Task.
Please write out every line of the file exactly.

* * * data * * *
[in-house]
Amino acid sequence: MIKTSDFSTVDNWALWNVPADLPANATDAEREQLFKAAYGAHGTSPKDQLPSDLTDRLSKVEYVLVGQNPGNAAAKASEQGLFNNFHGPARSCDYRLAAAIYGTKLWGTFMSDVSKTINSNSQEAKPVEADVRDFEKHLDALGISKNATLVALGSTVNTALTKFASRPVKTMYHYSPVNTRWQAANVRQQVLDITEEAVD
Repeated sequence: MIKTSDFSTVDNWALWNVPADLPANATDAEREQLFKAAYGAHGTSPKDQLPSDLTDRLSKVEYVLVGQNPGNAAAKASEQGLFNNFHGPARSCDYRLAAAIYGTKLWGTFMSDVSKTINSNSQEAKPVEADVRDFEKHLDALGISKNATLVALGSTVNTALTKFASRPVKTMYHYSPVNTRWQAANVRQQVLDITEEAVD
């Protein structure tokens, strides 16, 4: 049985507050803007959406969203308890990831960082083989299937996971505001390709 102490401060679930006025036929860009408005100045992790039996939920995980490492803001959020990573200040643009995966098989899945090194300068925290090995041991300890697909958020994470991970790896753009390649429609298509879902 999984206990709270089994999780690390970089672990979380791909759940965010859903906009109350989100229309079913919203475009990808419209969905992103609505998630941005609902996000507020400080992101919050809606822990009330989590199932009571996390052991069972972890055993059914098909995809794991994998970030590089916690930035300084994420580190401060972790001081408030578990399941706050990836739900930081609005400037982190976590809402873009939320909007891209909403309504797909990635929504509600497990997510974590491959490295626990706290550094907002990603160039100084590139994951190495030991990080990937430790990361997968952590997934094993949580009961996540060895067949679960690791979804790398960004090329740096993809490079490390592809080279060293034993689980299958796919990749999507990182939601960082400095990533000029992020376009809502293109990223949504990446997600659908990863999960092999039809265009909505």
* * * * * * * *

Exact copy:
[in-house]
Amino acid sequence: MIKTSDFSTVDNWALWNVPADLPANATDAEREQLFKAAYGAHGTSPKDQLPSDLTDRLSKVEYVLVGQNPGNAAAKASEQGLFNNFHGPARSCDYRLAAAIYGTKLWGTFMSDVSKTINSNSQEAKPVEADVRDFEKHLDALGISKNATLVALGSTVNTALTKFASRPVKTMYHYSPVNTRWQAANVRQQVLDITEEAVD
Repeated sequence: MIKTSDFSTVDNWALWNVPADLPANATDAEREQLFKAAYGAHGTSPKDQLPSDLTDRLSKVEYVLVGQNPGNAAAKASEQGLFNNFHGPARSCDYRLAAAIYGTKLWGTFMSDVSKTINSNSQEAKPVEADVRDFEKHLDALGISKNATLVALGSTVNTALTKFASRPVKTMYHYSPVNTRWQAANVRQQVLDITEEAVD
């Protein structure tokens, strides 16, 4: 049985507050803007959406969203308890990831960082083989299937996971505001390709 102490401060679930006025036929860009408005100045992790039996939920995980490492803001959020990573200040643009995966098989899945090194300068925290090995041991300890697909958020994470991970790896753009390649429609298509879902 999984206990709270089994999780690390970089672990979380791909759940965010859903906009109350989100229309079913919203475009990808419209969905992103609505998630941005609902996000507020400080992101919050809606822990009330989590199932009571996390052991069972972890055993059914098909995809794991994998970030590089916690930035300084994420580190401060972790001081408030578990399941706050990836739900930081609005400037982190976590809402873009939320909007891209909403309504797909990635929504509600497990997510974590491959490295626990706290550094907002990603160039100084590139994951190495030991990080990937430790990361997968952590997934094993949580009961996540060895067949679960690791979804790398960004090329740096993809490079490390592809080279060293034993689980299958796919990749999507990182939601960082400095990533000029992020376009809502293109990223949504990446997600659908990863999960092999039809265009909505």